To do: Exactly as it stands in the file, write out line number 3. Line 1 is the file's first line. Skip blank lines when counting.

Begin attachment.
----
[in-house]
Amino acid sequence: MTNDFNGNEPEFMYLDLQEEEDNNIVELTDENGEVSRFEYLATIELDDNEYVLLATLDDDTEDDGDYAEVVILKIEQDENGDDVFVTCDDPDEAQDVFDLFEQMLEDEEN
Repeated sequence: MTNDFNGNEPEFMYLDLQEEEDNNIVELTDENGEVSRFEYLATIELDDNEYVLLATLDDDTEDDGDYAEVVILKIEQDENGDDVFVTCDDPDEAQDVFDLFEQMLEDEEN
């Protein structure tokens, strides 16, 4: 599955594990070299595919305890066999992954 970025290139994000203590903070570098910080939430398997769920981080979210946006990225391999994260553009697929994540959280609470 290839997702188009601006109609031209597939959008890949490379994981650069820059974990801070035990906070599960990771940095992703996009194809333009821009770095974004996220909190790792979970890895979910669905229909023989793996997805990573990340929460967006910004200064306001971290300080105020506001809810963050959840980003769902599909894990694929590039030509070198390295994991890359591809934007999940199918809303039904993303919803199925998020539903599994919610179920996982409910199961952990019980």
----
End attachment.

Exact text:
Repeated sequence: MTNDFNGNEPEFMYLDLQEEEDNNIVELTDENGEVSRFEYLATIELDDNEYVLLATLDDDTEDDGDYAEVVILKIEQDENGDDVFVTCDDPDEAQDVFDLFEQMLEDEEN